Fall for Bennington
Fall for Bennington is a virtual experience taking place live on Saturday, October 24 and Sunday, October 25. Join us for a weekend of sessions designed to bring the Bennington experience directly to you!
Get to know some of the staff that support on-campus life at Bennington.
Our students are the heart of the Bennington experience. Explore campus through their eyes, and hear them explain, in their own words, their self-designed academic Plans and Advanced Work.
Watch these interviews, lectures, and performances featuring the work of our talented and dedicated faculty members.Watch now!
Virtual Classroom & Gallery
Explore snapshots of work-in-progress, performance, assignments, and other snippets of the classroom experience at Bennington. This section represents a sampling of areas of study and courses, for a bigger picture, you can delve into the full range of Areas of Study and the Curriculum from Fall 2020 and beyond.
If you are interested in learning more about a particular area of study, our faculty would love to meet with you to share their work, answer your questions, and help you envision how your passions might fit into the Bennington curriculum. Request a conversation with faculty here.
Animation and Video
- Explore student works from animation classes, compiled by faculty member Sue Rees.
- Moving Image at Bennington College: watch a trailer of film/video and animation works from 2018-2019.
Science and Math
- Explore student work across the sciences at Bennington. “Discover the Unknown,” or check out this field course in Coral Reef Biology, taught by Betsy Sherman. To learn more about our science and math courses, please take a look at the curriculum.
- Watch an interview with Naima Starkloff '15 about her science studies at Bennington.
Society, Culture, and Thought (SCT)
Explore student work in the social sciences through these examples of senior work and theses.
- An English Town's Pilgrimage to Brexit: Coal Mining, New Labour, and White Working-Class Decay
Thesis by Francesca Edwards '18
Black Ain’t Lack, but Education Ain’t Black: A look at Black American undergraduate students and alumni of Bennington College
Thesis by Mardryka Adzick '18
Bulleh ki jaana main kaun: Politicisation of Sufi Shrines in Pakistan
Thesis-novel by Syeda Rumana Mehdi '18
In the course The History of Directing, taught by Jean Randich, students work semi-chronologically from the late 19th to the early 21st century, examining how culture and theater interact and change each other. These are examples of the oral slide show presentations students prepare when they report on individual directors.
- Jacob Sanders | F. T. Marinetti presentation
- Biborka Beres | Alfred Jarry presentation
- George Li | Bertolt Brecht presentation
In this class assignment from Directing I: The Director’s Vision, taught by Jean Randich, students respond to the exercise: Take one minute and find something in your room to create a tableau of a character you either play or direct in Anton Chekhov's The Seagull. Assume an expressive gestural pose for that character and hold it in stillness for 30 seconds while maintaining active thought and emotion inside. Watch now.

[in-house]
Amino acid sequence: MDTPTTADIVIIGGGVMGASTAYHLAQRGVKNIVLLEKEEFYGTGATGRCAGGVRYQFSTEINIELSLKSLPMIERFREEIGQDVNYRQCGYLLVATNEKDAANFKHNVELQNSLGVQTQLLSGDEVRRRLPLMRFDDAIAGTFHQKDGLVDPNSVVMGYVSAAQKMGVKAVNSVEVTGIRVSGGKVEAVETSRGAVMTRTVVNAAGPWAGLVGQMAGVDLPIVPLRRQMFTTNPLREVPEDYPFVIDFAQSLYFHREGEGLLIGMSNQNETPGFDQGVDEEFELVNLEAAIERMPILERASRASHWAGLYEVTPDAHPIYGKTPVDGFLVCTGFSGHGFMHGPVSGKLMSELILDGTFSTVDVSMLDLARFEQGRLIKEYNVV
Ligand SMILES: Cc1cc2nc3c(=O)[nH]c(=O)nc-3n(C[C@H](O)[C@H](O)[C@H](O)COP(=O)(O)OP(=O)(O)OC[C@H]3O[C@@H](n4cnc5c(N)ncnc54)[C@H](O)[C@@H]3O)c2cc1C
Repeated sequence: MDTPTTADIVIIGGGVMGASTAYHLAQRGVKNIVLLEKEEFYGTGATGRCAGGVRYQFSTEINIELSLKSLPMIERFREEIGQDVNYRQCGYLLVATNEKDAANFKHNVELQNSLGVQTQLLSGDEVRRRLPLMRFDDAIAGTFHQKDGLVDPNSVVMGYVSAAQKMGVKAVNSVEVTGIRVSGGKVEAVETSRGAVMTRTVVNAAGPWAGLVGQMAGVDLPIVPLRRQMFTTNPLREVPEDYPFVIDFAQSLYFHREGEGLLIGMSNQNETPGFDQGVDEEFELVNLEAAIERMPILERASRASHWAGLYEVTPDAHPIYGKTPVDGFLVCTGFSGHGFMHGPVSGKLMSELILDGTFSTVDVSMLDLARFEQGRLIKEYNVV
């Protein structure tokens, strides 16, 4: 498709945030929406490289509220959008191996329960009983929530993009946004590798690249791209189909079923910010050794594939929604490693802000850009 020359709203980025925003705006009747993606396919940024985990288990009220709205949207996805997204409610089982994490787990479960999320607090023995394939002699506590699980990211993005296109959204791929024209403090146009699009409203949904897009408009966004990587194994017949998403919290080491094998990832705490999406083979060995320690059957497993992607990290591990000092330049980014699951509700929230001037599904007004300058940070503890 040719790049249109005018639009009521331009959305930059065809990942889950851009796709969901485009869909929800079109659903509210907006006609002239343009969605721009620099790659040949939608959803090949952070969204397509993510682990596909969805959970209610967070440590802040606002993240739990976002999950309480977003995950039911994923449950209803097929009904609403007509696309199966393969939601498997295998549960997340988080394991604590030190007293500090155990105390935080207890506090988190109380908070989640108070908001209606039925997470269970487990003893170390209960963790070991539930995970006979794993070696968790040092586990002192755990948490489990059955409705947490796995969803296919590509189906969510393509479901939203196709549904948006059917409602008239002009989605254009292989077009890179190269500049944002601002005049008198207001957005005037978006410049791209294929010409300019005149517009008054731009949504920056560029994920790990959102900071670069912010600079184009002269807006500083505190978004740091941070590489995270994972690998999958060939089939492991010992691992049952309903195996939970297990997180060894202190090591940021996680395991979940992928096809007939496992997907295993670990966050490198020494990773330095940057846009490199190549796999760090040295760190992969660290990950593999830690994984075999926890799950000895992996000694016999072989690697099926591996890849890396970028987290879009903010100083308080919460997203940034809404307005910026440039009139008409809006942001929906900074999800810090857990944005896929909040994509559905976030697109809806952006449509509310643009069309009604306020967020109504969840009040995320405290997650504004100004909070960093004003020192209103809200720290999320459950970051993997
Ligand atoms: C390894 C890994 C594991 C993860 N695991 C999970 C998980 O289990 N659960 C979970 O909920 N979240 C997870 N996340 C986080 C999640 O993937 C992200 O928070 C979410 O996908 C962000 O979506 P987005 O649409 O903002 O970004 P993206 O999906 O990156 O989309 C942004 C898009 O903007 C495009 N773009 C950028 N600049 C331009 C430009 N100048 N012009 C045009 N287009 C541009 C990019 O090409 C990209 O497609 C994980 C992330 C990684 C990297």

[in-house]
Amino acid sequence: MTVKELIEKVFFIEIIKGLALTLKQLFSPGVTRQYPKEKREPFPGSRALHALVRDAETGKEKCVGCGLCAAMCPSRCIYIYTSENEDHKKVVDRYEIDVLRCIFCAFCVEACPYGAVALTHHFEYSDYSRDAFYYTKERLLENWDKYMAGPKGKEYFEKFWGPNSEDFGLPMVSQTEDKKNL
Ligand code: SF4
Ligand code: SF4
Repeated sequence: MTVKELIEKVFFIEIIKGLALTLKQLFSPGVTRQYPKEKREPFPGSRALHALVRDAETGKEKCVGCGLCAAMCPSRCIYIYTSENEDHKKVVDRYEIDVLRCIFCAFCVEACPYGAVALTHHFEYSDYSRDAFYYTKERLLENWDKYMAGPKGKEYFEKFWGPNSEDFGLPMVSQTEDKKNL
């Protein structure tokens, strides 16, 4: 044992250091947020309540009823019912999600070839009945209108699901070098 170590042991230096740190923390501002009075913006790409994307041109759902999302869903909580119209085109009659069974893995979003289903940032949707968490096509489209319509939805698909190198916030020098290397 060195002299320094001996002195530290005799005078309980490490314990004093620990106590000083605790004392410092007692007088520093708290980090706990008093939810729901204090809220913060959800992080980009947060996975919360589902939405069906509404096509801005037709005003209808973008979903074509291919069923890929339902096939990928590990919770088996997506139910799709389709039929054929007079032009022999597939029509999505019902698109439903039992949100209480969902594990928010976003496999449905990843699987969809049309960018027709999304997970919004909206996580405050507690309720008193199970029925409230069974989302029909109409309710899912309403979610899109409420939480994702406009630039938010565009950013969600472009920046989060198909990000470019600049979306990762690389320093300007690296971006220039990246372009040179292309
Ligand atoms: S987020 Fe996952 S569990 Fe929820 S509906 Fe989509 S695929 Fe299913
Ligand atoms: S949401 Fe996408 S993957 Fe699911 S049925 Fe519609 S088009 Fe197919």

The course Bennington Plays: Playwrights, taught by Sherry Kramer, supports playwrights engaged in the process and techniques of rewriting and staging their plays. Here are two examples of works in progress:
- Lou Brownlee, Railroad #3
- Anna Demchenko, Breath in/Breath out
- Anna Demchenko, Isolation Sketches Series (#1) Climbing the Walls
- Nora Littell, I'm not Gene Kelly
In an assignment for Finding Form: Dance, taught by Dana Reitz, students find a passage of literature or music, find aspects of form within it, and use something of the form to make a short movement study.
- Veda Carmine-Ritchie, Inspired by We Will Always Love You by The Avalanches feat. Blood Orange
- Sophia Grimani, Inspired by Dirge by Death in Vegas
- Hanna Stebbins, Inspired by Liver Room, passage by Carolee Schneemann
- Triston Walker, Inspired by This Is All I Have For You by Makoto Matushita
- Emma Williams, Inspired by “Cello Concerto in E Minor, RV 409: (III. Allegro)” by Antonio Vivaldi
In the course Introduction To Phrasemaking & Performing taught by Dana Reitz, students find a specific location to use as a stimulus for making a movement study, all phrasing influenced by the environment. Here are a few examples:
In Dance Making: The Ephemeral Artifact taught by Hilary Clark, students compose using percussive and sustained qualities as source material. Here is a sample of work from this course: Isabel San Millan.
In the course Delights of Ephemera, taught by faculty member and Director and Curator of the Suzanne Lemberg Usdan Gallery Anne Thompson, the class wrote a blog that was compiled by students Charlotte Zinsser and Alex Terjak Wall.
Join Us Anytime!
Spring 2020 BenningtonWorks Audio
Additional opportunities to visit: